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Los Lamentos, Chihuahua, Mexico

Historically speaking, mining has been a pillar in the economy of the state of Chihuahua, as an activity that founded many of its towns. Today, it is an important element in the industrial development of the state, which still has one of the richest sub-soils in Mexico. The Ahumada mine became an example of successful lead mining at the beginning of the XX century, and even though it was not silver it was the most economically rewarding mineral production in America. The lead mine called the Ahumada is nestled in the Sierra de los Lamentos, about 70 kilometres from Villa Ahumada in the north of Chihuahua, and 100 kilometres from Cuidad Juárez, border with El Paso, Texas. The district of Los Lamentos, which means mourning in English, gets its name from the sound the wind makes as it blows through the limestone caverns in the mountains of the Sierra. This location was known not only for its lead but also for its magnificent specimens of wulfenite found in the mines Ahumada and La Erupción. Both of these mines originate from the same mineral deposit and are interconnected internally. These exquisite specimens of wulfenite are internationally famous, being recognized as some of the best in the world.
Wulfenite is present in the area of oxidization of galena. It is associated with galena, cerussite, hydrocerussite, pyromorphite and other minerals. Among the best, known crystals are the red-orange tabular crystals of up to 50 centimetres in diameter; and the magnificent thick orange tabular crystals that come from La Erupción mine in Villa Ahumada, Chihuahua.

At the beginning of the XX century, in 1907 to be precise, José María de la Peña began the first exploratory excavations in the area where he found high-quality cerussite. And although, David Fenchler acquired the properties, he did not work the land. In 1909, David Bruce Smith, the legal representative of the mine of San Pedro de Corralitos, was invited by Peña to visit the zone and examine the pieces that had been found. He was impressed by his findings and in 1916 obtained the right of use, purchased from Fenchler for $50,000 dollars. Smith encountered two serious set backs when he began excavations, the first was the absence of water and the second was that the area was overrun by bandits.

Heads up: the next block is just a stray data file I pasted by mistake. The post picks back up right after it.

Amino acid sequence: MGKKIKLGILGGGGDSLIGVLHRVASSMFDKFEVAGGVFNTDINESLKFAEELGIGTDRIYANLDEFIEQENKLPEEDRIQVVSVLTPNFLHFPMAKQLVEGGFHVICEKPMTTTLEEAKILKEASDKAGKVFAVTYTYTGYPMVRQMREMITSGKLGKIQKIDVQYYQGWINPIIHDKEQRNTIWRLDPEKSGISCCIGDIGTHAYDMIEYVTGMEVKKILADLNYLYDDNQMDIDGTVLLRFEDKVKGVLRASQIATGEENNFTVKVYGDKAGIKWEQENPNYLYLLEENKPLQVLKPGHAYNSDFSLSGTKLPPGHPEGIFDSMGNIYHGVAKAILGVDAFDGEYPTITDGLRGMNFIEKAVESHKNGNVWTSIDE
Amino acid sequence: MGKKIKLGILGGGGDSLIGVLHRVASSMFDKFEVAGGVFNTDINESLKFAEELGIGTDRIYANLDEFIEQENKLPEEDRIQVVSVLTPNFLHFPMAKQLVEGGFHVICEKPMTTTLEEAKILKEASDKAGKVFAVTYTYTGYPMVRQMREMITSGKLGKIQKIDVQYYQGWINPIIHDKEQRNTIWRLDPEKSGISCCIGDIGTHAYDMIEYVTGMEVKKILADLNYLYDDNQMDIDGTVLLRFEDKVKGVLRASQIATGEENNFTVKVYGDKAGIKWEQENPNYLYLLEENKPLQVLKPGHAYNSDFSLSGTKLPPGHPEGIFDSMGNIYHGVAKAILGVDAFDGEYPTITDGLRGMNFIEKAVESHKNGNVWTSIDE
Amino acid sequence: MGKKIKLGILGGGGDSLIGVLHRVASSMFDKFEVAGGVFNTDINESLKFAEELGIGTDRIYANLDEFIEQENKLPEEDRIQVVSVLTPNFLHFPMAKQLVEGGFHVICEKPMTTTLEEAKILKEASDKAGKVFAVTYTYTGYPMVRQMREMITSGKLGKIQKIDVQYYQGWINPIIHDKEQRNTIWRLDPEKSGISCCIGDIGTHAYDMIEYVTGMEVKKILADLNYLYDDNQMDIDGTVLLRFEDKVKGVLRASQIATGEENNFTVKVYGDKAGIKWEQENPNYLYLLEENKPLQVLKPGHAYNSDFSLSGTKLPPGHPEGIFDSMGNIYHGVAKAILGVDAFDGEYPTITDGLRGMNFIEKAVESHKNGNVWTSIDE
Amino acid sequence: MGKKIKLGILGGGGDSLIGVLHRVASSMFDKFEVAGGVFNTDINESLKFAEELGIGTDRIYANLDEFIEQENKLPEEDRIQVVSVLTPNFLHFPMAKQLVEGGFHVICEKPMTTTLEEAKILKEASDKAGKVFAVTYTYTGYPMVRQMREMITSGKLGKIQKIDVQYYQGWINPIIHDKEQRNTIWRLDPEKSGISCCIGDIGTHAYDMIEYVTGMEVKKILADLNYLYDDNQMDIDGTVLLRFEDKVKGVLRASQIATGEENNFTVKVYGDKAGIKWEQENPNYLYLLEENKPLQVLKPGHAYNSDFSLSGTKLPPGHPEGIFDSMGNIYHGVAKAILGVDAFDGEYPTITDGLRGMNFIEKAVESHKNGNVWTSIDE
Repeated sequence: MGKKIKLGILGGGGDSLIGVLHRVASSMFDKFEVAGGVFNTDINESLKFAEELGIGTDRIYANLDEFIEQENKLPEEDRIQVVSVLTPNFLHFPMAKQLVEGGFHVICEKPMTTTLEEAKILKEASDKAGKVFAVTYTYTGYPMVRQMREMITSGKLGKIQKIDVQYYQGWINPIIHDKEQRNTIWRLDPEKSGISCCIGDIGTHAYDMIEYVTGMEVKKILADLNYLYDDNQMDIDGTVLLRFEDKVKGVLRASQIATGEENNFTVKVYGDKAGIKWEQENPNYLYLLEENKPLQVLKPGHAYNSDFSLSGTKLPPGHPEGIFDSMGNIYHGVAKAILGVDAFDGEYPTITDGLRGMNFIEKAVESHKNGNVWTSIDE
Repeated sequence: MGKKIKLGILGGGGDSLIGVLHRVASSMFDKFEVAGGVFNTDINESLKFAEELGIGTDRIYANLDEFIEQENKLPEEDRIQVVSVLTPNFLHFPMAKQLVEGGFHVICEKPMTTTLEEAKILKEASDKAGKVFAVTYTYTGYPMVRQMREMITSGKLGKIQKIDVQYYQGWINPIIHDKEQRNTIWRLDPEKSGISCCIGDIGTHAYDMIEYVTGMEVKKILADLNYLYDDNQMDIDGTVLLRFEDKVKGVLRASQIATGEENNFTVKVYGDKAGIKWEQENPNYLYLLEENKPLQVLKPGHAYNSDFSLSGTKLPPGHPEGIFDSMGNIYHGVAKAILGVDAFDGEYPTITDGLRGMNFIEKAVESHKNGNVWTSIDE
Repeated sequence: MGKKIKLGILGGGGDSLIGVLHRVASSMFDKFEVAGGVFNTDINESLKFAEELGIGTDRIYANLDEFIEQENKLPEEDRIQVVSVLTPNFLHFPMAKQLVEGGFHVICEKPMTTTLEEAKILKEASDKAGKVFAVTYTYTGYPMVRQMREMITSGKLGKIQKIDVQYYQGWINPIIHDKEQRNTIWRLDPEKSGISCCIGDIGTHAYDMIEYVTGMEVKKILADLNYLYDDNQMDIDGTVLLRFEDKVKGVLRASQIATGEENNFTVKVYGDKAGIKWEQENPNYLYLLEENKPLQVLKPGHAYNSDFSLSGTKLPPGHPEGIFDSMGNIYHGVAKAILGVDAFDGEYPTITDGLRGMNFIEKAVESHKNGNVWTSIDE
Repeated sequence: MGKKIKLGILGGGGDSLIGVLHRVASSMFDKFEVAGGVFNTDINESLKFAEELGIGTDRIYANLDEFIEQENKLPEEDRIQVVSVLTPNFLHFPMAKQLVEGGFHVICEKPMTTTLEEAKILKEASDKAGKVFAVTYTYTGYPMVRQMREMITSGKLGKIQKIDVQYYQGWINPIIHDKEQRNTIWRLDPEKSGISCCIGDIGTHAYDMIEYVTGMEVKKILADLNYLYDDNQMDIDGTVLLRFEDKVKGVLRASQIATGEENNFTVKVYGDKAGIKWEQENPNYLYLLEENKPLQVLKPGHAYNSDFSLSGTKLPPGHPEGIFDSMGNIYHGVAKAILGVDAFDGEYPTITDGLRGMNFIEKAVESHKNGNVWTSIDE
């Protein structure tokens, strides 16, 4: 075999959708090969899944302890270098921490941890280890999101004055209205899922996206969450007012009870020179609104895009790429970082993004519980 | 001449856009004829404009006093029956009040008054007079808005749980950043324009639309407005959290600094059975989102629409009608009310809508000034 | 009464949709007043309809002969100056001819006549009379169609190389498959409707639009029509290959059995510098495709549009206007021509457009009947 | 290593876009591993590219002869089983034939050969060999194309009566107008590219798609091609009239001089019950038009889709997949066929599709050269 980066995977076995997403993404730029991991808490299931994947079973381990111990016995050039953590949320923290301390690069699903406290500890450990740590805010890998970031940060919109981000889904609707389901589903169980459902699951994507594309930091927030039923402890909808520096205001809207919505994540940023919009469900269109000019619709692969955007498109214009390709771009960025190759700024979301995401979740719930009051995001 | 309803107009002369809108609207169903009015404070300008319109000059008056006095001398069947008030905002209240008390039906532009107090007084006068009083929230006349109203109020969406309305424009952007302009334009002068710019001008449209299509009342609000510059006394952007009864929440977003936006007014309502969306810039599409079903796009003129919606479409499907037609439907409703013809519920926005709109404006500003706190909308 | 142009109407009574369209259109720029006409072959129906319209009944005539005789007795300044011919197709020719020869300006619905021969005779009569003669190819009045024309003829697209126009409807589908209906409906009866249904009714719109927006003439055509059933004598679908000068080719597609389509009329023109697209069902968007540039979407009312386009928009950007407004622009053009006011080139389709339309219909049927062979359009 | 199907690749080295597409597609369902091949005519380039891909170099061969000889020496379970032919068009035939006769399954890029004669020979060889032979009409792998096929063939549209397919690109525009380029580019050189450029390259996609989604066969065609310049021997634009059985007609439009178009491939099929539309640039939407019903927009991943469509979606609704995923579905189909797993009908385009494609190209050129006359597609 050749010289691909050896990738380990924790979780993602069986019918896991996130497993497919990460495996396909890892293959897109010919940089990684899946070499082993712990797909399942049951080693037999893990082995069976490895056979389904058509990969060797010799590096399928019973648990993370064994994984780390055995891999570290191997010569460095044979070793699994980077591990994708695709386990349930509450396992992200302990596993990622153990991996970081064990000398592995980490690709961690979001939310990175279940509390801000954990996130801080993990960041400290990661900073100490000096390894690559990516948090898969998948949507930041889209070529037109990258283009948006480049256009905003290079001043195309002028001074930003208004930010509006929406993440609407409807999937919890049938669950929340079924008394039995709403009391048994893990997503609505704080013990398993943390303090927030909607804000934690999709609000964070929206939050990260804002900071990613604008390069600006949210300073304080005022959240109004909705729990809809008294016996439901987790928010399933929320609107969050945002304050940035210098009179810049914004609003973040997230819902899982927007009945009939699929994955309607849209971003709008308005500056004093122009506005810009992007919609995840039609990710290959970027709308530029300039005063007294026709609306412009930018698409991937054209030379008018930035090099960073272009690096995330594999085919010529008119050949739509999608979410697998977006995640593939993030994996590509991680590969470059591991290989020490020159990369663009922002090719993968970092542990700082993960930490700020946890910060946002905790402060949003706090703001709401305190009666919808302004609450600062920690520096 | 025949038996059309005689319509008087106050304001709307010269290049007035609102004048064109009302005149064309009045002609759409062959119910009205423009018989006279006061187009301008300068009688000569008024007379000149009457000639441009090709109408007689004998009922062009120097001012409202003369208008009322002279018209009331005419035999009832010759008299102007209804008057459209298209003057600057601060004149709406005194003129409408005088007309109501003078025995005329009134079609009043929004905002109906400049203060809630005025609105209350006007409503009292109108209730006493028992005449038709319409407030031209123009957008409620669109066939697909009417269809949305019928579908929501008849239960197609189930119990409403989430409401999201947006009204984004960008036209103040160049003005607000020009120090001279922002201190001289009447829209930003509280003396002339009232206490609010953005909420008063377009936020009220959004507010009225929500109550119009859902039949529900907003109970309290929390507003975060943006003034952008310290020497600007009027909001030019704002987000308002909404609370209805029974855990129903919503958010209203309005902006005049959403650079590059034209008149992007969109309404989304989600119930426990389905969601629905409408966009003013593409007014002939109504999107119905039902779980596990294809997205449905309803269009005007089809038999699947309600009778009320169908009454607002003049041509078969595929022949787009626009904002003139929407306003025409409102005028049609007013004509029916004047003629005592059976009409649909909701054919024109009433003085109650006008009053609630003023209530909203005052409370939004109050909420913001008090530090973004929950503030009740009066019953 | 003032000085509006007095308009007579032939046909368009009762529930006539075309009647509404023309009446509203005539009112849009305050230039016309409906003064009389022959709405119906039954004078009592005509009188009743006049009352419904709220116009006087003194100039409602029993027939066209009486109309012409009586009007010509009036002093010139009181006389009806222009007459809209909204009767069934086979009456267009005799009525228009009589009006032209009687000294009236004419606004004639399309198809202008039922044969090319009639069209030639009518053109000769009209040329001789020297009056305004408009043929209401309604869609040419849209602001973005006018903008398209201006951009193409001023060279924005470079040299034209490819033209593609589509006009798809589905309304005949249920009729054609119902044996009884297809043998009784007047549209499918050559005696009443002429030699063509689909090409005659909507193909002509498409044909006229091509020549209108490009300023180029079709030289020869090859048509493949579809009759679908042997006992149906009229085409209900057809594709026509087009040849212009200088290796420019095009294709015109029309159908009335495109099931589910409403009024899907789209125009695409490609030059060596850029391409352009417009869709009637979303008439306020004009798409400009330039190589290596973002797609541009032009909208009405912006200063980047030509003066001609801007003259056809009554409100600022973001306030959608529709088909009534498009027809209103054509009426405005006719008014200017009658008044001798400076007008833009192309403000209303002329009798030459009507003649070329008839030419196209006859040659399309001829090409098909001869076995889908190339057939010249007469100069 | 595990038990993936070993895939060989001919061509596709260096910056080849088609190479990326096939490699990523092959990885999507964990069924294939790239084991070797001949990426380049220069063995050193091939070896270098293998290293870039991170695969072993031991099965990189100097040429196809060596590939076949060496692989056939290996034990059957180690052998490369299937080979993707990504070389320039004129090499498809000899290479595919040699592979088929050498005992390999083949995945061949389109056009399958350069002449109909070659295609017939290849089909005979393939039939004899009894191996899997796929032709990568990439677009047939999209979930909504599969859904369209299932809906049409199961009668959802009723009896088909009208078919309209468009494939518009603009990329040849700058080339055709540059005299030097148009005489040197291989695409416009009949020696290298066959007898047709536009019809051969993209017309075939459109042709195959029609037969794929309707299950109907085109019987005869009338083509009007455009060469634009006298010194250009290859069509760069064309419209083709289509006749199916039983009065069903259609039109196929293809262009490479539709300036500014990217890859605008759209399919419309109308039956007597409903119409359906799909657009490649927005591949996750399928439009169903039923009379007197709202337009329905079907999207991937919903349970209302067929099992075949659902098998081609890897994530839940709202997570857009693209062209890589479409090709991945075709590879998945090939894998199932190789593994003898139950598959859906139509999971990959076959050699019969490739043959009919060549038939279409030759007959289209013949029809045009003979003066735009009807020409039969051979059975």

Needless to say, those were complicated and risky years for the foreign mining companies. In 1910, the Mexican Revolution began with the uprising led by Francisco I. Madero, which managed to topple the President Porfirio Díaz. He had established peace through repression in order to ensure the economy, especially that of the excavation of mines by foreign companies. The uprising however unleashed aggression towards the foreigners on account of the feelings of dissatisfaction for the injustices. On coming to power, President Venustiano Carranza tried to regulate the violence that was stifling the mining industry, but control of the entire Mexican Republic was a long way off.
The mine was very successful and in 1917, La Erupción mine reached a production of 8,000 tons of anglesite of which 42.5% was lead. But on account of the continuing devaluations and economic uncertainty they were forced to sell the mine. The new owners, Henry C. Dudley, Louis D. Ricketts and John Campbell Greenway American businessmen, renamed the mine “Ahumada”, and built a railway line from the mine to the town Villa Ahumada. This fresh injection of capital was a great boost for mining and by the mid 1920´s, the Ahumada mine had become the third most productive mine for lead in North America, extracting all the cerussite, wulfenite, anglesite and vanadanite.

Old mine in Chihuahua

WulfeniteLuis Lyons photo

Some years later, Guillermo F. Foshag from the Smithsonian Institute visited the location and it was he who exposed the discovery of interesting specimens when the mine was still managed by La Compañía Minera de Plomo S.A., which merged with La Compañía Minera Erupción. Initially, he did not find any excellent specimens of wulfenite but as a result of his articles, many collectors were motivated to search for more. They found numerous pieces of high quality and articles were published about them in various magazines. This in turn aroused considerable interest amongst collectors and soon the location became renown as one of the most important veins of this mineral. In recent years, the mine became the property of the family of Pedro Licona Sáenz, who have operated the mine through a co-operative. They extract wulfenite specimens and HEMATINA (hematite) used in the production of cement, and zinc oxide.
The magnificent pieces of wulfenite continue in circulation today, some of which are highly appreciated for their beauty, and perpetuate the legend of Los Lamentos mine in the history of mining in Mexico.